Every culture, from the ancient tale-spinners of the Indus Valley to the modern technocrats of the Silicon Valley, has held its own unique view of the cosmos. Astronomy, the oldest science mainly based on observation, cannot be separated from physical law and mathematics. Big advances in space science and technology in this century have allowed astronomers to look both deeper into space and farther back in time, thereby discovering a close connection between particle physics and cosmology. The study of the creation, evolution, and structure of the universe has become a legitimate subject for astronomers, physicists, and mathematicians.
The article presents an outline of the current knowledge about the structure - more precisely the structural elements - of the universe from the point of view of the standard "big-bang" model (dubbed macrocosmos) and the standard model of fundamental particles (dubbed microcosmos). In this regard an important point has to be made that the article does not consider the time dependent phenomena that ought to characterize the evolution of the universe but is focused on the structural elements of the universe as discovered by observation at the present stage of the evolution of the universe. One can ask the question of how it is possible to understand the universe on the basis of its structural elements? The ancient atomic philosophers may have answered: This objection is similar to that of someone saying, how can the entire poem of Homer, the Iliad, be composed of only 24 letters, those 24 letters of the Greek alphabet. Hidden in that thought is, that the richness of the poem is not compromised by the fact, that a method exists to ultimately trace it back to a few, very elementary and simple elements, such as the formal contents of the Greek language to the 24 characters, that are being referred to as the Greek alphabet. However, the degree of the current understanding of the structural elements of the universe (compared with the 24 letters of the Greek alphabet) reveals the fact, that the scientific establishment is still far away from understanding the beauty of the structure and evolution of the universe as a whole (compared with the Iliad).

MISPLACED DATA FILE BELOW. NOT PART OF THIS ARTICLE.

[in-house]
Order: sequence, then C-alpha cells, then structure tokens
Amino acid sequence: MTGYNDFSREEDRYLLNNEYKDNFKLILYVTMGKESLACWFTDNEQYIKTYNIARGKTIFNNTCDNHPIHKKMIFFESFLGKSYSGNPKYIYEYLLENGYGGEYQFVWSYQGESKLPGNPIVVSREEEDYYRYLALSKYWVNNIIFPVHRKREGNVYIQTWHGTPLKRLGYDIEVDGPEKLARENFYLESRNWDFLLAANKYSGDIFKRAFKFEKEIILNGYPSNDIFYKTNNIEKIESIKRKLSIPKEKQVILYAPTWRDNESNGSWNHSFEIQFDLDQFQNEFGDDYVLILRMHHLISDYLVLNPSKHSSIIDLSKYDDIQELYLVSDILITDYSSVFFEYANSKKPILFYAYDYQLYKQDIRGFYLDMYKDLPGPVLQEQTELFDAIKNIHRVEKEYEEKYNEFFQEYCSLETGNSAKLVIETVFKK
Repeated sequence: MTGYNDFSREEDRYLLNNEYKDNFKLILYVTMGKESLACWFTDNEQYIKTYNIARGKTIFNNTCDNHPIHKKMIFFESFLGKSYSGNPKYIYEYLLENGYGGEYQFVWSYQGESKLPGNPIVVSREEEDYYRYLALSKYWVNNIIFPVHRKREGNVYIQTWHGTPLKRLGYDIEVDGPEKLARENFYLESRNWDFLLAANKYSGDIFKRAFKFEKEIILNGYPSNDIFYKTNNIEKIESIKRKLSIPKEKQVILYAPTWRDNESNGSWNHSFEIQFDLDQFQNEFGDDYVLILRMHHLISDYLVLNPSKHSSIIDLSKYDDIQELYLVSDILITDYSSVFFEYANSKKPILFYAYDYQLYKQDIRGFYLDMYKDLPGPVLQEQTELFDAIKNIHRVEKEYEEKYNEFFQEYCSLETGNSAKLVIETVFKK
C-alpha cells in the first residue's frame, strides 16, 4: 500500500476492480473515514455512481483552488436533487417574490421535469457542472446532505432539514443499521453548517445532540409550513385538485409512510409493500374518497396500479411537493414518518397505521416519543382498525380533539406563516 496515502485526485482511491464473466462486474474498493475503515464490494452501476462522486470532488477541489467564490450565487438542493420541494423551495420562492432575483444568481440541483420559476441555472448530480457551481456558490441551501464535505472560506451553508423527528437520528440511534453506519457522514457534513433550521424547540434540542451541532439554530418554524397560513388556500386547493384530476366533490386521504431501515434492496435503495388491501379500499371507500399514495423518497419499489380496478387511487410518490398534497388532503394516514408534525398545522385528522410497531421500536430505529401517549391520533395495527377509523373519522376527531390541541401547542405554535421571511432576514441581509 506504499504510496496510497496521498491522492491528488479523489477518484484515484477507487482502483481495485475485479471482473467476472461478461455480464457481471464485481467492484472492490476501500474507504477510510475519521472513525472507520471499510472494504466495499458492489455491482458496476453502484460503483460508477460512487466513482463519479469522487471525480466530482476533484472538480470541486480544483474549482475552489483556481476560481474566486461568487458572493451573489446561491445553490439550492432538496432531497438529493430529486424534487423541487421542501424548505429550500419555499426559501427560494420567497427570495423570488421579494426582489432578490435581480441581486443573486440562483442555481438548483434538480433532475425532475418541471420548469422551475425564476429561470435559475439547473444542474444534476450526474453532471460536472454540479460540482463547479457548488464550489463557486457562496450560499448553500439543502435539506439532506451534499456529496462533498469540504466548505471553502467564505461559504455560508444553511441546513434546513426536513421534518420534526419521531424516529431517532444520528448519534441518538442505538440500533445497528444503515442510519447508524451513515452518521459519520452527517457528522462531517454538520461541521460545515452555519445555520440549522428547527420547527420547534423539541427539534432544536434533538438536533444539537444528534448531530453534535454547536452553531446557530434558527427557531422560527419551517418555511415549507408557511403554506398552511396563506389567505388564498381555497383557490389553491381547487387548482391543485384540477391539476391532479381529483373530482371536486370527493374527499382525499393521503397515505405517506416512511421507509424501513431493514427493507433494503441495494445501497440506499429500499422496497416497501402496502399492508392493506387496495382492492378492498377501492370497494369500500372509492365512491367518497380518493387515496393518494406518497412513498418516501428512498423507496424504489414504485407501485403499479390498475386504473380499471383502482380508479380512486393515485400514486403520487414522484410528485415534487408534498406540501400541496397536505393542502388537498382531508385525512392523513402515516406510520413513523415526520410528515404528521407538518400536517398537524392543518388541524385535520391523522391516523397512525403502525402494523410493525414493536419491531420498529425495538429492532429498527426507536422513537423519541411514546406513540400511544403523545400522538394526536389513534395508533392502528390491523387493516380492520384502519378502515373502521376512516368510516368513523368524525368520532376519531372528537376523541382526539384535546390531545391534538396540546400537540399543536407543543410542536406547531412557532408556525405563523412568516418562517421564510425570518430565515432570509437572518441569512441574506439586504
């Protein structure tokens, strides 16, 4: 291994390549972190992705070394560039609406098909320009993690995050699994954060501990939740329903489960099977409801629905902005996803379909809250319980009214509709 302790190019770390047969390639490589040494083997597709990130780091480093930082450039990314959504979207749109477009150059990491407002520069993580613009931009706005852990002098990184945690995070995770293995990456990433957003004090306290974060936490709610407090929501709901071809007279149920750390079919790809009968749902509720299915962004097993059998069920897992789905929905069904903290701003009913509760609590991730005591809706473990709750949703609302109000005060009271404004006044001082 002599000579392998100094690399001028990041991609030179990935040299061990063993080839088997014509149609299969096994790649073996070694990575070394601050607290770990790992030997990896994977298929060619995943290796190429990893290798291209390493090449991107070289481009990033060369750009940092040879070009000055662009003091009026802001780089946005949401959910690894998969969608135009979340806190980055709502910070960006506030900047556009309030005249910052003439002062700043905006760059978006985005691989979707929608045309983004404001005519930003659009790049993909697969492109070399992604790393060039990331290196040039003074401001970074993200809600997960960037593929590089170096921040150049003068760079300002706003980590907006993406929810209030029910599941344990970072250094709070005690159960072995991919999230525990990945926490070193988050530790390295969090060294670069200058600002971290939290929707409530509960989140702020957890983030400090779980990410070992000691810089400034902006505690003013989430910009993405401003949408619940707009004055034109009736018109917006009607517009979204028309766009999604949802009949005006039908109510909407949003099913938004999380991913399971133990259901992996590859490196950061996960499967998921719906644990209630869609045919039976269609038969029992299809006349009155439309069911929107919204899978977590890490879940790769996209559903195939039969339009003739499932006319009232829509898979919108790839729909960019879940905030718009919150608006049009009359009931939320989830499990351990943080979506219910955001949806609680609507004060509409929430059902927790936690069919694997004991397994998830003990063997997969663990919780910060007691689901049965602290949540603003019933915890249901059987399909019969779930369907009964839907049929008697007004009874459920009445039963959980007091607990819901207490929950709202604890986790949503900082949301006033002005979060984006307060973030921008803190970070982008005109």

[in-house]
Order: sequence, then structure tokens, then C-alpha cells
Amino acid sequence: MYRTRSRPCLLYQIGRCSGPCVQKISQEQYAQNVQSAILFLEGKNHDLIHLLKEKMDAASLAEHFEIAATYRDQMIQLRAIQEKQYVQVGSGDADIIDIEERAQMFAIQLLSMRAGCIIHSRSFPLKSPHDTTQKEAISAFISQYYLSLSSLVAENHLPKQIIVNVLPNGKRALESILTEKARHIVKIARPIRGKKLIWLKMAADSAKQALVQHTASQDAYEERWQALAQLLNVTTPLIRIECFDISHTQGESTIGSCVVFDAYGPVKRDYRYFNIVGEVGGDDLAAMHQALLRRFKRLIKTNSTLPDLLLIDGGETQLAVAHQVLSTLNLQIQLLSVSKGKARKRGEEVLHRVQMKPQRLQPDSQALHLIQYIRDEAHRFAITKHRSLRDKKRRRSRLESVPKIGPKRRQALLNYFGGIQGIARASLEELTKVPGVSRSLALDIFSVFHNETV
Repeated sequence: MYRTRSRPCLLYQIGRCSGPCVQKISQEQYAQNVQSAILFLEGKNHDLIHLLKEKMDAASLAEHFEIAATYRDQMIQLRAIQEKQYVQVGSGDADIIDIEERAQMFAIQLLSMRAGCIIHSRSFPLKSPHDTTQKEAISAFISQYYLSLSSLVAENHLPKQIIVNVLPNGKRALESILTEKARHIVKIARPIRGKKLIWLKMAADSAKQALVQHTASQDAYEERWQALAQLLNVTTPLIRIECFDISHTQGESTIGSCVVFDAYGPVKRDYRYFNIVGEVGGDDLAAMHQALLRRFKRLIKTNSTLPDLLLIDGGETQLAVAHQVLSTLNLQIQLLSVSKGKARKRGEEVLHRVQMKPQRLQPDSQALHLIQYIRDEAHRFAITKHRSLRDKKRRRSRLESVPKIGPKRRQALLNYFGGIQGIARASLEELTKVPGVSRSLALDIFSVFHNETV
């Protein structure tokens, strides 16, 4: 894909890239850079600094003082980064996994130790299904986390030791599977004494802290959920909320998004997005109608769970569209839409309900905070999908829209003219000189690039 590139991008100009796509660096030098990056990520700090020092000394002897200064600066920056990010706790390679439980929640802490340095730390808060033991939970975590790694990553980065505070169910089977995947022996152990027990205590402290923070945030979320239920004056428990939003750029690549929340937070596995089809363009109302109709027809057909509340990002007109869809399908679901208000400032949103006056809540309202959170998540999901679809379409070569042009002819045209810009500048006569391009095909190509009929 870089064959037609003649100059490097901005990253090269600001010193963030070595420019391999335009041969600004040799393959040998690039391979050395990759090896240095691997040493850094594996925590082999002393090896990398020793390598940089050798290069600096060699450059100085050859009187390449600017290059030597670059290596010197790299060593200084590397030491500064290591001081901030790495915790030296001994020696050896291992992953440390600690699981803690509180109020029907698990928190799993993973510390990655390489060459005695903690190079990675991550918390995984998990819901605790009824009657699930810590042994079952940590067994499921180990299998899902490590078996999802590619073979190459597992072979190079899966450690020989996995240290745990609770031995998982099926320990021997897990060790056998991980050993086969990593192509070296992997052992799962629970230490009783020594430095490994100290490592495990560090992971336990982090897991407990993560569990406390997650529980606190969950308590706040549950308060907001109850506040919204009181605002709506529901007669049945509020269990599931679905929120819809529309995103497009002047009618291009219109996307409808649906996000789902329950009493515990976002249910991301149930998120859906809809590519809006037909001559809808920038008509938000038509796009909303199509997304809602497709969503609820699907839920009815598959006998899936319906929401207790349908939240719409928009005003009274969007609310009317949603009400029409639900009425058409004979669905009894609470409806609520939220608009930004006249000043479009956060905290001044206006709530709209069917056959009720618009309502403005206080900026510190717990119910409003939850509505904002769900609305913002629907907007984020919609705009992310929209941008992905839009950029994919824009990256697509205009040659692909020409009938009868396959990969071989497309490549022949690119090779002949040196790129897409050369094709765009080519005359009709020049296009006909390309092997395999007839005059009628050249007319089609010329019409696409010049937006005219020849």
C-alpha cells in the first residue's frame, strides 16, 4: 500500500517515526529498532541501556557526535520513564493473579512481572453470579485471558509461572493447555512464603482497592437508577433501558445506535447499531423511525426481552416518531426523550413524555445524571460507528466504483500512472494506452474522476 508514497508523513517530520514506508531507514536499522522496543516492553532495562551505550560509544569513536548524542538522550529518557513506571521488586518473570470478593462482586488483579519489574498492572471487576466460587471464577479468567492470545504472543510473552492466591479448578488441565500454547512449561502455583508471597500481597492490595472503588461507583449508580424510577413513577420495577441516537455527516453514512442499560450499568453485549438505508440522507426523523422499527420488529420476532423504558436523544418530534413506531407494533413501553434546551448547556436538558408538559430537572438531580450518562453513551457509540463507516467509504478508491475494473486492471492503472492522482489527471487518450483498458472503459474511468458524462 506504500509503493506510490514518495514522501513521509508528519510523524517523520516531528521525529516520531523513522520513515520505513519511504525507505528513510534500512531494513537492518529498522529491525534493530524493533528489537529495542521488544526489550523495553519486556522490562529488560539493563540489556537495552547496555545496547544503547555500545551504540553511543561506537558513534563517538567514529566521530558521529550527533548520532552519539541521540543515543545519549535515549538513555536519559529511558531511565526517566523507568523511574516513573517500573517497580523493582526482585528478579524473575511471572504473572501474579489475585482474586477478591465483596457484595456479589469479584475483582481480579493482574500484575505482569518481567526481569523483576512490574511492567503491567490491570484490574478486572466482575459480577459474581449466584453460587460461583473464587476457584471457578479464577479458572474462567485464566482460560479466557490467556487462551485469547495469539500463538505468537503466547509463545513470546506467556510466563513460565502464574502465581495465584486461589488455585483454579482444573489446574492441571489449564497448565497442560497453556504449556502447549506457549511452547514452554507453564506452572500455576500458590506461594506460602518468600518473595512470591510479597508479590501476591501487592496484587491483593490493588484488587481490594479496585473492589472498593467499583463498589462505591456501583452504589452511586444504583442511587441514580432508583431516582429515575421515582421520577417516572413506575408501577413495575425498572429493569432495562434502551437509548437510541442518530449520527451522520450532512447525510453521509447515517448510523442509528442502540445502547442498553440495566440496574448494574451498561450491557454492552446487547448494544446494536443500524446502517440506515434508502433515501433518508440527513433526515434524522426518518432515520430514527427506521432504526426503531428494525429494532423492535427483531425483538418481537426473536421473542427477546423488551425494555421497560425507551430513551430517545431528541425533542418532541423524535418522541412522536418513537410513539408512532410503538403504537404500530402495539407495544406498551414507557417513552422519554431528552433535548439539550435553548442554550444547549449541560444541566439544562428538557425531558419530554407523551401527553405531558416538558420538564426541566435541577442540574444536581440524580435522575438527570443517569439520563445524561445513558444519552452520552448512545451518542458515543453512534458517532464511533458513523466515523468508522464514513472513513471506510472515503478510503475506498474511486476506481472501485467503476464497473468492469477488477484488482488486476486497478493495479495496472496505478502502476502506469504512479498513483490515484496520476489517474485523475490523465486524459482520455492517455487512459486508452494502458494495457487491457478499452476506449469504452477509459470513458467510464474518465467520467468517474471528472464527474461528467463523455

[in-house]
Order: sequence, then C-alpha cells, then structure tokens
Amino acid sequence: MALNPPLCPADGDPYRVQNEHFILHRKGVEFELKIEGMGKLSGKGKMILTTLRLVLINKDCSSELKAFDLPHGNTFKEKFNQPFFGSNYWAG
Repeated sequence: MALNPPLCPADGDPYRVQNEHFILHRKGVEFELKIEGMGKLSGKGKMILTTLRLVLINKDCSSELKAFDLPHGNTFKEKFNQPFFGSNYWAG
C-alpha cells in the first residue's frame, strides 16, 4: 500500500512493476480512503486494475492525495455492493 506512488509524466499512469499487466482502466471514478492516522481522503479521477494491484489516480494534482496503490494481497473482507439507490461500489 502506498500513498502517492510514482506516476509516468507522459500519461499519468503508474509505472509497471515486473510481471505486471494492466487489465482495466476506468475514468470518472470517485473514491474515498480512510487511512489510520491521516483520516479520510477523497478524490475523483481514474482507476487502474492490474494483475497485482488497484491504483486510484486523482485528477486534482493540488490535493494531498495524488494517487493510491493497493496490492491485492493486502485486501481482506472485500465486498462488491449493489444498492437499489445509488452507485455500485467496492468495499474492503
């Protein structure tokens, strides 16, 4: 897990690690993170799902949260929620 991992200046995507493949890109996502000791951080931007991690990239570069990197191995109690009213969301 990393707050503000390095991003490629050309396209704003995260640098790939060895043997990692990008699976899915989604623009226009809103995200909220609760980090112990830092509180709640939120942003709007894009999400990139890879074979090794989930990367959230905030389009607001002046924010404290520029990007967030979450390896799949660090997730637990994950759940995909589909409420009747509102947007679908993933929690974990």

The article is divided into six parts. The first three parts recount the development of macrophysical and microphysical knowledge from prehistory to the present. Part four is devoted to the elements of the standard model of fundamental interactions, namely the leptons, quarks, and gauge bosons. The fifth part discusses the structural elements of the universe, from the large-scale structure down to the stars. Finally, the sixth part emphasizes the importance of mathematics for the physics and astronomy of the structure of the universe.